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It was only a few years ago, that President George W. Bush was heralded as a leader among leaders. He had responded to the crisis of 9/11 with, what appeared to be decisiveness and honor. That was the immediate perception, until the country learned the rest of the story. The “rest of the story” came to light through news stories, newspapers, and the like, which provided information that the President not only didn’t respond appropriately, but in fact, at times didn’t seem to respond at all. The Bush Administration has undergone a transformation in the media that has not been positive.

Until recently, the polls have continued to show a decline in the popularity of the President. However, with a recent burst in media stories, proclaiming the President’s positive efforts, Bush has, for the moment, reclaimed some of his followers. The question remains, does Bush influence the media beyond what is reasonable, or does the media own Bush? As Alterman & Tomasky state, in their article entitled Wake Up Time, the press which covers the Presidential Administration and a multitude of other factions, are among the most powerful people in the world.

“If journalists demonstrated the kind of tenacity in going after key political stories that they did during that brief shining moment, well, America will have an election worthy of the world’s oldest democracy, and reporters and editors alike will be able to speak proudly of the charge given to them by its oldest written constitution: to protect and defend the public’s right to know its leaders–and to choose them wisely. ” (Alterman & Tomasky, 2004) Yet, if among the most powerful people in the world, why is the Administration not responding in kind?

One would expect, in a democratic society, that the media would have an impact on not only the public, but the Administration and its policies. Public opinion of the President and how his administration have performed are, in large part, formed by the media and their presentation. The media has been scorned by the public for their soft coverage of actions, and by the Administration for their lack of “truth-telling. ” So which is it? Is the administration performing poorly or is the press reporting poorly?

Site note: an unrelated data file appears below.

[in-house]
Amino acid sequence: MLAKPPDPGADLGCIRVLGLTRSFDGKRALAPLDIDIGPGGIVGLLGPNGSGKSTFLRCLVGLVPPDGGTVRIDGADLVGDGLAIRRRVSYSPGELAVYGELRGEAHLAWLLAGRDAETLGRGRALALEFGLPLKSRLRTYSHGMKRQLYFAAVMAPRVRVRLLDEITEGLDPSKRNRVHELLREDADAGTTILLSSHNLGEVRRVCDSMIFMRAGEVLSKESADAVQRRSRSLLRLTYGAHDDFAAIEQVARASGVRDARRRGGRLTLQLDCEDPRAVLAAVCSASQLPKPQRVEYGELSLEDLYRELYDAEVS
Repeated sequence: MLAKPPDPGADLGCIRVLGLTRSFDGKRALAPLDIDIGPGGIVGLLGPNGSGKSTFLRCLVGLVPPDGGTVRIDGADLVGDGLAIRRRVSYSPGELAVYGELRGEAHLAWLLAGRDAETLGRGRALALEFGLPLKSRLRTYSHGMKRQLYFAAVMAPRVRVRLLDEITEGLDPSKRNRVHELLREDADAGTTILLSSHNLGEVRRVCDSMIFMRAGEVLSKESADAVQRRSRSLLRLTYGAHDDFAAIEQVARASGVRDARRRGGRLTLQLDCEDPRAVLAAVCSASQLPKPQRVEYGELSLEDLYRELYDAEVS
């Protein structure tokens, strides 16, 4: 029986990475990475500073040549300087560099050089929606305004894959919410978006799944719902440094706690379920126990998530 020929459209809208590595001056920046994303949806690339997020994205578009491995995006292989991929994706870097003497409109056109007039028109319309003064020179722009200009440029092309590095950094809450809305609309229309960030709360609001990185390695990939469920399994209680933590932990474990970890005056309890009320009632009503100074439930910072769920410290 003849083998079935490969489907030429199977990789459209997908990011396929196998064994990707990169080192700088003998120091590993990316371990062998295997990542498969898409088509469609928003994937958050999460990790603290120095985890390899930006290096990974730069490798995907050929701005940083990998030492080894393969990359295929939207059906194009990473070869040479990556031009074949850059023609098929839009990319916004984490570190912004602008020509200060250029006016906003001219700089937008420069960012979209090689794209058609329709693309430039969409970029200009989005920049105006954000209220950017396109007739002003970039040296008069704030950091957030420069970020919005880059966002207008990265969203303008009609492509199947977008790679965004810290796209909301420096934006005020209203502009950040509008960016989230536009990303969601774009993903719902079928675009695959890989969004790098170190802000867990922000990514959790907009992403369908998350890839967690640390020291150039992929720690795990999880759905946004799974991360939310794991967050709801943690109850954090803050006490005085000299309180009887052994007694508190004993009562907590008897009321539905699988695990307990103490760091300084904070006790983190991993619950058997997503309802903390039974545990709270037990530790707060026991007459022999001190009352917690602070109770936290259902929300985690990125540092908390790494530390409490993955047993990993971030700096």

It is this writer’s belief that the press has fallen short of providing the public with the truth. When presented with the Iraq war, the country rallied in support of the President. The case had been presented successfully, at the time. The President assured the United States that this was not only a worthy battle, but a necessary one, and the country concurred. The media initially covered the story as one of our greatest challenges of all time. But, the questions were few and far between. It appeared to be more of an opportunity for the media to be part of the war than to question its occurrence.

“Any objective person would say that in some ways Clinton was covered too aggressively in some areas, and Bush is not covered aggressively enough,’ says ABC News Political Director Mark Halperin. Among stories receiving insufficient attention in his view: the growing deficit, the lack of transparency regarding energy policy formation and, at least initially, the rationale for committing troops to the war in Iraq. ” (Smolkin, 2003) The press, often accused of a liberal slant, may have simply responded to the lack of news conferences held by the President. “President George W.